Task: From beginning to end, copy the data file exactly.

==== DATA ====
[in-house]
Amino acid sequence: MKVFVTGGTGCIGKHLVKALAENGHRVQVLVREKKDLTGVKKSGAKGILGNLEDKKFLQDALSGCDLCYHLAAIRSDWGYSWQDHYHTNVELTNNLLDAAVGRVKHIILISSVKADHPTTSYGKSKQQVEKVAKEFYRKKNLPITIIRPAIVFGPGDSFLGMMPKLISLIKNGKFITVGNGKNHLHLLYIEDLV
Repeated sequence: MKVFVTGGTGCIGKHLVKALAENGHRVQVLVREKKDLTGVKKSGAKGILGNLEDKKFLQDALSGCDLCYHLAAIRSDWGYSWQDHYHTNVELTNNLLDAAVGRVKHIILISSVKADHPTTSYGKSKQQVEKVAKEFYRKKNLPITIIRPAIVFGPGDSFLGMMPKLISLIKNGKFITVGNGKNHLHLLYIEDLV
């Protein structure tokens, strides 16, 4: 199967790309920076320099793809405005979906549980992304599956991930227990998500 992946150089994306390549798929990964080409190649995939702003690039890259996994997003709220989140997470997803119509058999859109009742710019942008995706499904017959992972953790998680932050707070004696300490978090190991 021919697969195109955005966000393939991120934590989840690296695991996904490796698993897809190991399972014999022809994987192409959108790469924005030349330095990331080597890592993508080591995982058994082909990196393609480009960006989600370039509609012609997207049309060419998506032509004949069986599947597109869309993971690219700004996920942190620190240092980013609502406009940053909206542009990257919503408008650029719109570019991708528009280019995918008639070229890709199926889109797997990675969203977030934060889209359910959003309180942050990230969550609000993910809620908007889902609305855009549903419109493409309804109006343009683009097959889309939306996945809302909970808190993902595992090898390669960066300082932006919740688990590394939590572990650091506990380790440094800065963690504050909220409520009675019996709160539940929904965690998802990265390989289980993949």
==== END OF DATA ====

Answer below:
[in-house]
Amino acid sequence: MKVFVTGGTGCIGKHLVKALAENGHRVQVLVREKKDLTGVKKSGAKGILGNLEDKKFLQDALSGCDLCYHLAAIRSDWGYSWQDHYHTNVELTNNLLDAAVGRVKHIILISSVKADHPTTSYGKSKQQVEKVAKEFYRKKNLPITIIRPAIVFGPGDSFLGMMPKLISLIKNGKFITVGNGKNHLHLLYIEDLV
Repeated sequence: MKVFVTGGTGCIGKHLVKALAENGHRVQVLVREKKDLTGVKKSGAKGILGNLEDKKFLQDALSGCDLCYHLAAIRSDWGYSWQDHYHTNVELTNNLLDAAVGRVKHIILISSVKADHPTTSYGKSKQQVEKVAKEFYRKKNLPITIIRPAIVFGPGDSFLGMMPKLISLIKNGKFITVGNGKNHLHLLYIEDLV
């Protein structure tokens, strides 16, 4: 199967790309920076320099793809405005979906549980992304599956991930227990998500 992946150089994306390549798929990964080409190649995939702003690039890259996994997003709220989140997470997803119509058999859109009742710019942008995706499904017959992972953790998680932050707070004696300490978090190991 021919697969195109955005966000393939991120934590989840690296695991996904490796698993897809190991399972014999022809994987192409959108790469924005030349330095990331080597890592993508080591995982058994082909990196393609480009960006989600370039509609012609997207049309060419998506032509004949069986599947597109869309993971690219700004996920942190620190240092980013609502406009940053909206542009990257919503408008650029719109570019991708528009280019995918008639070229890709199926889109797997990675969203977030934060889209359910959003309180942050990230969550609000993910809620908007889902609305855009549903419109493409309804109006343009683009097959889309939306996945809302909970808190993902595992090898390669960066300082932006919740688990590394939590572990650091506990380790440094800065963690504050909220409520009675019996709160539940929904965690998802990265390989289980993949």